those working in the construction
industry probably seems like the kind of
stretch everyone makes when they run
out of material and wish there was such
a thing as a mud-stretcher—something
that happens in one’s dreams, not the
real world. But maybe this is the key to
reverting the declining standards and
work ethic in the industry (the construction
and every other industry).

Church used to be the place that taught
people morals, reinforced by family
members and society as a whole. But
with the separation of church and state
in schools and the declining influence of
churches in the country, this influence
has been eroded. Children need to be
taught how to tell right from wrong so
that they make the right decisions.

What we need is a moral code that is
based on common sense, not any particular
religion (to avoid treading on any
toes in our multicultural and multi-ethnic
society) and a way for contractors to
help bring that moral code to kids and
the existing work force. If anyone knows
of such a code, speak up!

Where’s the General Contractor?

The other subject that had the attention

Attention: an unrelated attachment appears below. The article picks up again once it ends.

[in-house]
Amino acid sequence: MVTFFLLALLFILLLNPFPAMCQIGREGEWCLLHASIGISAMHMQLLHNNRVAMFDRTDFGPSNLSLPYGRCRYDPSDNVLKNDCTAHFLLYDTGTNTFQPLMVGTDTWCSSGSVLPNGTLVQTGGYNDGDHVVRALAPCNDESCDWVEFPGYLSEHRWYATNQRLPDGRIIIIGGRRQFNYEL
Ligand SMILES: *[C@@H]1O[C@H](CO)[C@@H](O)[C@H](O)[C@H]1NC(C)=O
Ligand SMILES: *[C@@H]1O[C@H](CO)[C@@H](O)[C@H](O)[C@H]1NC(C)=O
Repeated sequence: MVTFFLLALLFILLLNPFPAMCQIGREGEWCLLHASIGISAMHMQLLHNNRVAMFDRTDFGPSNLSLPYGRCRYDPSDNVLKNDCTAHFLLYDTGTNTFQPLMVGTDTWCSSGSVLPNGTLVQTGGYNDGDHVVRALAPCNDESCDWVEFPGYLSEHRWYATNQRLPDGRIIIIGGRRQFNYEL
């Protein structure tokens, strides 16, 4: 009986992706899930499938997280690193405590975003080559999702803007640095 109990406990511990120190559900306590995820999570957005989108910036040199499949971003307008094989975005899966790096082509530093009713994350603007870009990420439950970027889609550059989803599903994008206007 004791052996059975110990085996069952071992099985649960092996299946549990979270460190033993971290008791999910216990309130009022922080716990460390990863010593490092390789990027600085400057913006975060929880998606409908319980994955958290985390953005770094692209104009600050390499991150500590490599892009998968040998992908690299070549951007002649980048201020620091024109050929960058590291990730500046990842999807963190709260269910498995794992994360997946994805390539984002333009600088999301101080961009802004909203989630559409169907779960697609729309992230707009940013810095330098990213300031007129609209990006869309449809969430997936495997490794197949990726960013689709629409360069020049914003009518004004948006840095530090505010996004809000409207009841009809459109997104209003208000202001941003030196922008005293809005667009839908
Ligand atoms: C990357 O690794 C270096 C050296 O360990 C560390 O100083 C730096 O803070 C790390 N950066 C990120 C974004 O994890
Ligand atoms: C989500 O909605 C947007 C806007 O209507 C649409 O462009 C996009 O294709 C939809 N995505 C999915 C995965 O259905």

of 42 percent of those interviewed was
the deteriorating state of affairs with
regard to general contractors. In a nutshell,
GCs used to add value to the construction
industry (and many still do, of
course), but there is a growing tendency
by GCs to abandon their coordinating
role on the job site in preference for
paper shuffling . . . and also to withhold
payment from subs, causing them financial

“The problem is basically that most
GCs never leave their trailer,” explains a
Floridian. “It’s usually a construction
management team and a lot of the time,
half of them never go out on site. [They]
don’t understand what is going on and
so they don’t organize well. The subs end
up having to organize the job, and it’s a
problem that has worsened over the last
couple of years. I’m on a job right now
that is running itself. The GC sits in the
trailer all day and the subs on the site
hardly talk to each other, so things go up
in the wrong sequence and everyone is
in each other’s way. There’s no management.